Get the Mentorship You Need

Mentorship matters for gaining skills and connections. To find the right mentors, ask yourself questions like:

  • Where can I be successful?
  • Knowing that I should be working with a network of mentors, which ones can help me achieve my career goals?
  • Where will I be comfortable?
  • What characteristics do I value in a research group and/or with a primary mentor?

Source: Entering Mentoring

What can I do to get the mentorship I need?

  1. Know the characteristics of an ideal mentoring relationship, which include resiliency, flexibility, and openness.
  2. Learn effective communication strategies in an academic mentoring relationship, such as the importance of early discussions about relationship logistics and bigger-picture topics like professional development.
  3. Suggest to your faculty advisor that you create a mentoring compact or contract, which helps you both establish common expectations, explicit goals, and methods of communication.
  4. Plan out and assess your mentor network, and develop a supportive network for strategic career advancement.

Want to learn more about finding and working effectively with a mentor?

A Graduate Student Guide to Working with Faculty Advisors

Through this interactive, self-paced micro-course, graduate students learn about the characteristics of functional and dysfunctional relationships with faculty advisors, strategies for communicating effectively and aligning expectations, as well as program grievance processes and hostile and intimidating behavior resources. Completion of the micro-course takes about 20 minutes and is optional but encouraged for all graduate students.

Become the Mentor You Want to Be

Mentoring will be an important part of your future faculty or research position. Even before you move on from UW–Madison, you will likely be responsible for mentoring others while completing your training.

The Graduate School is committed to offering a full range of professional development opportunities, including high-quality seminars in effective and inclusive research mentoring for graduate students and postdocs through the Delta Program.

A person stands in a semicircle of chair desks and speaks with a group of people who are seated with laptops or notebooks in front of them.

The Delta Program in the Graduate School logo

Are you mentoring now or in the future?

Enroll in one of the Delta Program’s Research Mentor Learning Communities.

The seminar follows a nationally recognized curriculum, Entering Mentoring, that offers an expansive and safe environment in which to practice and experiment, tapping into the range of experiences and insights of the group. The facilitated learning communities build mentoring skills that help graduate students and postdocs:

  • maintain effective communication, such as providing constructive feedback, engaging in active listening, and communicating effectively across diverse disciplines and backgrounds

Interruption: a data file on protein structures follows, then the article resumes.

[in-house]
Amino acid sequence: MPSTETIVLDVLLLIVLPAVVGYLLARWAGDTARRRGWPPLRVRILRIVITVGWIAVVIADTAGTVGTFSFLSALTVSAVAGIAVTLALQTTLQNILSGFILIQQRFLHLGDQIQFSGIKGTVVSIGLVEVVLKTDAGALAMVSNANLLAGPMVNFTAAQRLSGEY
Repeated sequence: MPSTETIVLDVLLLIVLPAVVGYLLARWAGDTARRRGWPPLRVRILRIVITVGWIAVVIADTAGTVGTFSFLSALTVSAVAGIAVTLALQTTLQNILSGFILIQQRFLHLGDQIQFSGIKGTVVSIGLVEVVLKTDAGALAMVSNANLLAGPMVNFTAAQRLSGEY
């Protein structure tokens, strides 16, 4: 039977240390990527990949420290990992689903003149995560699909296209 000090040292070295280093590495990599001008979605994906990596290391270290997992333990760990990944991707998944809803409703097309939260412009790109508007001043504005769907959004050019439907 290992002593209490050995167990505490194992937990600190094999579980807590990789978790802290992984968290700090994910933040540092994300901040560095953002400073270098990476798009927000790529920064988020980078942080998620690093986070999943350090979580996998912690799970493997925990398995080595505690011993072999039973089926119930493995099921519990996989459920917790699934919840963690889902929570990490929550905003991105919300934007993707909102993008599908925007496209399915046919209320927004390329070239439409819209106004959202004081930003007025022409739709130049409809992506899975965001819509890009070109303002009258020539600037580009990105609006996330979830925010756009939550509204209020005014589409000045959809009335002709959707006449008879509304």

• align expectations by communicating clear goals, guidelines, and processes for the mentoring relationship and establishing mutually beneficial expectations
  • assess understanding of key elements of research, as well as apply strategies for enhancing understanding
  • foster independence through trust and confidence-building in an environment in which mentees can achieve goals
  • promote professional development through sustained dialogue with mentees on professional goals, career development objectives, and balancing competing demands
  • cultivate ethical behavior by clarifying your role as a teacher and role model and managing the power dynamic inherent in the mentoring relationship
  • support equity and inclusion by mitigating the negative effects of assumptions, preconceptions, biases, and prejudices on mentor-mentee relationships
  • develop a written mentoring philosophy to guide your success as a mentor and on the job market!

Seminars are offered every semester, including the summer, and are available remotely or in person. Sign up for the Delta mailing list to hear about future seminars when they are open for registration.

Delta was immensely important in developing my mentoring skills, which I used in several dozen mentoring relationships over the past decade.

Delta Program participant

Learn More about Effective Mentoring

Mentoring compacts that help align expectations between mentors and mentees

Mentorship Agreement Template (by the UW–Madison Institute for Clinical and Translational Research)

Ten simple rules for developing a mentor-mentee expectations document, Masters KS, Kreeger PK (2017). PLoS Comput Biol 13(9): e1005709

Research and additional resources

The Science of Effective Mentorship in STEMM, National Academies of Sciences, Engineering, and Medicine (2019). Washington, DC: The National Academies Press

Resources for each phase of the mentoring relationship, UW–Madison Institute for Clinical and Translational Research

Research and resources for mentors and mentees, Center for the Improvement of Mentored Experiences in Research (requires a free user registration)

UW–Madison faculty in science, technology, engineering, mathematics, and medicine (STEMM) can also find mentor training through WISCIENCE.